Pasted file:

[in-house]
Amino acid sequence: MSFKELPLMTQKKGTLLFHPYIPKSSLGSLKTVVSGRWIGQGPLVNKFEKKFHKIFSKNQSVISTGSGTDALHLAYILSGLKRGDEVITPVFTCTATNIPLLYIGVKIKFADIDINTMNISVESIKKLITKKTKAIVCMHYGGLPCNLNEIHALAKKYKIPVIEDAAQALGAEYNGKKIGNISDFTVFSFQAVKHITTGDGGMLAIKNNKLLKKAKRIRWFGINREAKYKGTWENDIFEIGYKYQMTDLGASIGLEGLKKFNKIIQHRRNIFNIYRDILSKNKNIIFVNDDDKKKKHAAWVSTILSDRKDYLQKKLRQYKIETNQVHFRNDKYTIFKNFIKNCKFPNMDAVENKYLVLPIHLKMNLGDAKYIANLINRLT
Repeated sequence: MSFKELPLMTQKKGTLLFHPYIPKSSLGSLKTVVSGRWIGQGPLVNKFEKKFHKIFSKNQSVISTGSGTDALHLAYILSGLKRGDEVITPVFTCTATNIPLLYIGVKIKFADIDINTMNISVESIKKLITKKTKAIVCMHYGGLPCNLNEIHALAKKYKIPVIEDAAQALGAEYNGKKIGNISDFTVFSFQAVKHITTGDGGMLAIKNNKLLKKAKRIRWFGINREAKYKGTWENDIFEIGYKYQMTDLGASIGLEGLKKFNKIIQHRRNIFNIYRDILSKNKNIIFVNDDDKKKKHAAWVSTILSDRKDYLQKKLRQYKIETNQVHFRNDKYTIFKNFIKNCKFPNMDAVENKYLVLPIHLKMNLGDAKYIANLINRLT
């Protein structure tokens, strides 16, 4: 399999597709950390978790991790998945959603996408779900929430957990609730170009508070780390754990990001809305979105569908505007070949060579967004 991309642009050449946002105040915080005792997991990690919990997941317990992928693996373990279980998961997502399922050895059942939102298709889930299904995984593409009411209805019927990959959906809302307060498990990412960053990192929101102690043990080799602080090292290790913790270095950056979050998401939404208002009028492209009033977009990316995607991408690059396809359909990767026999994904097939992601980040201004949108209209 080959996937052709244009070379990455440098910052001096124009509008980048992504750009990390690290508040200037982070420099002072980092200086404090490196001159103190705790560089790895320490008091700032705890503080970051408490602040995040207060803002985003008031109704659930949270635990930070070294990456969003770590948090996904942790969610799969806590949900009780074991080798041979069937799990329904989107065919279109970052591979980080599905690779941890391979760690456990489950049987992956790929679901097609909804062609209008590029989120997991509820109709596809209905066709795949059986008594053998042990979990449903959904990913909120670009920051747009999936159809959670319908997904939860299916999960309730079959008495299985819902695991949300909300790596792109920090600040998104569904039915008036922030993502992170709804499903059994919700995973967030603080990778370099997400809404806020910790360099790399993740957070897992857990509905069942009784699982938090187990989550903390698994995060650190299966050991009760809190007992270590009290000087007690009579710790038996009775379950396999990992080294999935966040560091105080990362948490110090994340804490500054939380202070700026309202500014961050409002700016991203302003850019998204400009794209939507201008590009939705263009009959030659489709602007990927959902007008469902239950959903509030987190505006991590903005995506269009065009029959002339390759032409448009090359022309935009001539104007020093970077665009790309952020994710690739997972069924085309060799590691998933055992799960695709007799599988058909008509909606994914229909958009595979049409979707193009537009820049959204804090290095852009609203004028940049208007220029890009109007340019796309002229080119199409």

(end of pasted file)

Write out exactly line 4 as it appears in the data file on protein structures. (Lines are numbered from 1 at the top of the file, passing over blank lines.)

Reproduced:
């Protein structure tokens, strides 16, 4: 399999597709950390978790991790998945959603996408779900929430957990609730170009508070780390754990990001809305979105569908505007070949060579967004 991309642009050449946002105040915080005792997991990690919990997941317990992928693996373990279980998961997502399922050895059942939102298709889930299904995984593409009411209805019927990959959906809302307060498990990412960053990192929101102690043990080799602080090292290790913790270095950056979050998401939404208002009028492209009033977009990316995607991408690059396809359909990767026999994904097939992601980040201004949108209209 080959996937052709244009070379990455440098910052001096124009509008980048992504750009990390690290508040200037982070420099002072980092200086404090490196001159103190705790560089790895320490008091700032705890503080970051408490602040995040207060803002985003008031109704659930949270635990930070070294990456969003770590948090996904942790969610799969806590949900009780074991080798041979069937799990329904989107065919279109970052591979980080599905690779941890391979760690456990489950049987992956790929679901097609909804062609209008590029989120997991509820109709596809209905066709795949059986008594053998042990979990449903959904990913909120670009920051747009999936159809959670319908997904939860299916999960309730079959008495299985819902695991949300909300790596792109920090600040998104569904039915008036922030993502992170709804499903059994919700995973967030603080990778370099997400809404806020910790360099790399993740957070897992857990509905069942009784699982938090187990989550903390698994995060650190299966050991009760809190007992270590009290000087007690009579710790038996009775379950396999990992080294999935966040560091105080990362948490110090994340804490500054939380202070700026309202500014961050409002700016991203302003850019998204400009794209939507201008590009939705263009009959030659489709602007990927959902007008469902239950959903509030987190505006991590903005995506269009065009029959002339390759032409448009090359022309935009001539104007020093970077665009790309952020994710690739997972069924085309060799590691998933055992799960695709007799599988058909008509909606994914229909958009595979049409979707193009537009820049959204804090290095852009609203004028940049208007220029890009109007340019796309002229080119199409």